TGP treatment can increase the expression of TGF-β and IL-10, up-regulate peripheral Treg cells and the transcription factor Foxp3 in Treg cells (Zhao et al., 2012; Zhao et al., 2018) and inhibit the levels of Th17-related cytokines like IL-6 and IL-17 (Lin et al., 2012; Lin et al., 2017). IL-1β is also down-regulated by TGP treatment (Zhang et al., 2014). TGP can down-regulate the expression of p-STAT3 by up-regulating miR-124 as well (Zhao et al., 2018). Studies have shown that signal transducer and activator of transcription 1 (STAT1) and STAT3 phosphorylation are inhibited by TGP. Retinoid-related orphan nuclear receptor gamma t (RORγt) is a specific transcription factor that promotes Th17 differentiation, and T-bet is selectively expressed in Th1, both of which are down-regulated by TGP exposure (Lin et al., 2012; Wang et al., 2014b). TGP can selectively down-regulate the production and secretion of peripheral Th1 cells (Wang et al., 2014b) and Th1 type cytokines such as transforming growth factor α (TGF-α) (Zhao et al., 2018), interleukin 12 (IL-12) and interferon-γ (IFN-γ) (Li and Jiang, 2019). Figure 7 outlines the changes in cytokines during immunization.

FIGURE 7
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Figure 7 Regulation of the immune system by TGP.

Total glucosides of paeony (TGP), dendritic cell (DC), signal transducer, and activator of transcription 1 (STAT1), signal transducer, and activator of transcription 3 (STAT3), T-bet+ is a newly identified Th1 specific T-box transcription factor selectively expressed in Th1 cells, retinoid-related orphan nuclear receptor gamma t (RORγt), forkhead box p3 (foxp3), regulatory cell (Treg), interferon-γ (IFN-γ), helper T cell (Th), interleukin (IL), transforming growth factor α (TGF-α), transforming growth factor β (TGF-β), phosphorylation (P).

Common Pharmacological Actions

Because they contain roughly the same compositions (Figure 2), RPR and RPA have many similar efficacies, the typical of which are anti-inflammatory and anti-tumor effects.

The chemical components with anti-inflammatory action are mainly paeoniflorin and paeonol, which are common compositions of RPR and RPA. Paeoniflorin down-regulates matrixmetallo proteinase-2 (MMP-2), matrixmetallo proteinase-9 (MMP-9), iNOS, and cyclooxygenase-2 (COX-2) levels (Ni et al., 2016) and inhibits the MAPK/NF-κB signaling pathways and apoptosis (Gu et al., 2017). Paeoniflorin also promotes the upregulation of pro-inflammatory mediators such as tumor necrosis factor-α (TNF-α), interleukin 1β (IL-1β), iNOS, COX-2, and 5-lipoxygenase (5-LOX), and the activations of JNK and p38 MAPK, so as to protect from ischemic brain damage (Guo et al., 2012). Paeonol can reverse the overproduction of iNOS, COX-2, matrixmetallo proteinase-1 (MMP-1), matrixmetallo proteinase-3 (MMP-3), and matrixmetallo proteinase-13 (MMP-13), and inhibit NF-κB activation, as well as PI3K and AKT phosphorylation (Lou et al., 2017).

Studies have shown that the main components with anti-tumor activity in RPR and RPA are paeoniflorin (Yang et al., 2018), paeonol (Saahene et al., 2018), gallic acid (Lin et al., 2016) and methyl gallate (Lee et al., 2010). Researchers have used the extracts with paeoniflorin, gallic acid, and methyl gallate on mice with bladder tumors. The anti-proliferative effects of the extract reduced certain cell cycle populations, mainly G1 phase cells, and caused a significant sub-G population elevation (Lin et al., 2016). In experiments on mice carrying DU145 tumor cells, paeonol promoted apoptosis of DU145 cells, enhanced the activity of caspase-3, caspase-8, and caspase-9, decreased the expression of Bcl-2 and increased the expression of Bax. The phosphorylation of AKT and mTOR was also reduced, and the inhibition of proliferation of DU145 by paeonol and PI3K/AKT inhibitors were synergistic (Xu et al., 2018).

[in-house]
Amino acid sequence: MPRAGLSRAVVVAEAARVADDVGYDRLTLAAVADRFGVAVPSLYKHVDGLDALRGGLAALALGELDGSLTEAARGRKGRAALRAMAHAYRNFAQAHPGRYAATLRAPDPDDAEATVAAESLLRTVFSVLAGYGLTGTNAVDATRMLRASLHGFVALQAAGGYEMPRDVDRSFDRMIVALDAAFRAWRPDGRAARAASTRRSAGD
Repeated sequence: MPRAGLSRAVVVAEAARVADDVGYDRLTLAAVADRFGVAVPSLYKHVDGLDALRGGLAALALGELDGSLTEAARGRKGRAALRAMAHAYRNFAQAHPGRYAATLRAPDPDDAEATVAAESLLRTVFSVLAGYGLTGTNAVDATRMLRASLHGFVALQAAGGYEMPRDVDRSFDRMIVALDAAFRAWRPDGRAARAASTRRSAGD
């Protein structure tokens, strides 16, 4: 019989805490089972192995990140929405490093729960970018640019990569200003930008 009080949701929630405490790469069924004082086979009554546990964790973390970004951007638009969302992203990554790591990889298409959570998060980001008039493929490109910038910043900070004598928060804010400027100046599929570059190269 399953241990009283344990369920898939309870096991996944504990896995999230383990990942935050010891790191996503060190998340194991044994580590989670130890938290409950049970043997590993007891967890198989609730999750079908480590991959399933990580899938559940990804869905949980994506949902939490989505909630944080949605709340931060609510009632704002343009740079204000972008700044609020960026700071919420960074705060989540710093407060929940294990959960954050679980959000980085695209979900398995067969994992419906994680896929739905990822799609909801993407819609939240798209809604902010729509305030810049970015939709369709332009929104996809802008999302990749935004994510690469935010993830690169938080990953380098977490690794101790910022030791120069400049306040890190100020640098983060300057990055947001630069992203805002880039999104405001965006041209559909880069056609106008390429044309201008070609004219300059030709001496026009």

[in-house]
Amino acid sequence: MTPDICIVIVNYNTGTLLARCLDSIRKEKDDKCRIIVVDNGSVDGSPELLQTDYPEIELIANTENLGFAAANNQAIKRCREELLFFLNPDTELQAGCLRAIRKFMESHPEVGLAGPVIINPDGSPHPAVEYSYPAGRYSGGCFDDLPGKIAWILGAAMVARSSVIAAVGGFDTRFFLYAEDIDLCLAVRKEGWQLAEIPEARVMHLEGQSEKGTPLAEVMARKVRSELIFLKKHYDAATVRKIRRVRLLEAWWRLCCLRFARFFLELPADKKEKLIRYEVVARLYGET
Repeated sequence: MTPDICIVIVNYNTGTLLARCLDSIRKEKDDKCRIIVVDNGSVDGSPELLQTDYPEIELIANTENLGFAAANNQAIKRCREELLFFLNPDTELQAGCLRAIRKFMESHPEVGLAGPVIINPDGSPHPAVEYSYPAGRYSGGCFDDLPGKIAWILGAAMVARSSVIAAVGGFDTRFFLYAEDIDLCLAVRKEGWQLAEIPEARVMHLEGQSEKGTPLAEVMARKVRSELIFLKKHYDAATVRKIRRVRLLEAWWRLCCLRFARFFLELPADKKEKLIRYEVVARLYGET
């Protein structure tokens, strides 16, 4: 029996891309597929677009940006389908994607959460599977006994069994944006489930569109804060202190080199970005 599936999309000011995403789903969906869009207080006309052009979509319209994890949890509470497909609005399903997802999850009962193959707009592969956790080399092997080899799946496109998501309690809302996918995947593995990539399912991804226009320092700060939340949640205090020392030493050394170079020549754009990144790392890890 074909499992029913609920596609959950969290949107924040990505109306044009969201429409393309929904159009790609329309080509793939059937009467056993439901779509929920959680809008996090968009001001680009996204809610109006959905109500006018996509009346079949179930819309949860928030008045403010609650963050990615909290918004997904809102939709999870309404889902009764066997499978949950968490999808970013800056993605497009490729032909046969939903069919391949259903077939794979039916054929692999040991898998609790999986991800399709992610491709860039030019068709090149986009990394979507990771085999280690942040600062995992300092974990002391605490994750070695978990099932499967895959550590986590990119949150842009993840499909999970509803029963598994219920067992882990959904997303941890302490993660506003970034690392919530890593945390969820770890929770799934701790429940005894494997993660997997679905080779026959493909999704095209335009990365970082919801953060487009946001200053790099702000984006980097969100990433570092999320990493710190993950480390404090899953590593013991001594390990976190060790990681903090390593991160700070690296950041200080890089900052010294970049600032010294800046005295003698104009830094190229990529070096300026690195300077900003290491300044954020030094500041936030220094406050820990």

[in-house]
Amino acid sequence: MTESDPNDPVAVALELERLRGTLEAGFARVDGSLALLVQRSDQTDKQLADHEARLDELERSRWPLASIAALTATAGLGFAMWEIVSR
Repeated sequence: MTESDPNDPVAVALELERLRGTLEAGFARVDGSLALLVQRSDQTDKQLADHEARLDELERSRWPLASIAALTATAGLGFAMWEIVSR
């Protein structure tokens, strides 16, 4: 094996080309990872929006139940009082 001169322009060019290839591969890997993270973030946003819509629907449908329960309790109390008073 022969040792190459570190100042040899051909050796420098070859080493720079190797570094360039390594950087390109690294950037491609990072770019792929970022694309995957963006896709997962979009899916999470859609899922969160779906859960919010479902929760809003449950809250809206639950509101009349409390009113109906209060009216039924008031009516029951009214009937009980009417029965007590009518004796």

Comparison of the Effects of RPR and RPA on Improving Microcirculation

Both RPR and RPA can improve hemorheological abnormalities and protect vascular endothelial function, but RPR is superior to RPA in improving microcirculation (Table 4) (Wang et al., 2010; Zhang et al., 2016a; Jia et al., 2018). The inhibitory effect of 80% ethanol total extract of RPR on platelet aggregation was significantly better than that of total extract of RPA by adenosine diphosphate-induced platelet aggregation in rats (Wang et al., 2010). By observing the improvement of hemorheology of acute blood stasis model rats by RPR and RPA, it was found that RPR can significantly improve the whole blood viscosity of blood stasis model rats at different shear rates, prolong activated partial thromboplastin time (APTT), prothrombin time (PT), thrombin time (TT), reduce platelet adhesion rate, reduce the amount of thromboxane B2 (TXB2) in serum, increase the amount of 6-keto-prostaglandin 1α (6-keto-PGF1α), and up-regulate the expression levels of platelet eNOS and p-eNOS protein. RPA had no significant effect on the whole blood viscosity of rats with blood stasis. However, it can significantly prolong APTT and TT, reduce platelet adhesion rate, and increase the amount of 6-keto-PGF1α in serum (Zhang et al., 2016a). By observing the relaxant effect of RPR and RPA extracts on superior mesenteric artery of rats given different precontraction stimuli, it was found that RPR and RPA extracts had no relaxant effect on basal state vessels on vessels with intact endothelium. On endothelium-intact and endothelium-denuded vessels precontracted by different substances, the extract of RPR had a significant relaxant effect on precontracted vessels with K+ (60 mM), phenylephrine (PE, 10−5 M) and 5-HT (10−5 M) within the dosage range of 10−4 to 10−3 g·L−1, while the relaxant effect of RPA extract was not significant (Jia et al., 2018). Both RPR and RPA could reduce the blood viscosity of rats with acute blood stasis syndrome, paeoniflorin was the common active component of the two, albiflorin had less effect on blood stasis syndrome than paeoniflorin. The effect of RPR on blood stasis syndrome was better than that of RPA, which was related to its more content of paeoniflorin, and paeoniflorin had a stronger effect on improving hemorheological abnormalities and protecting vascular endothelial function (Le et al., 2019).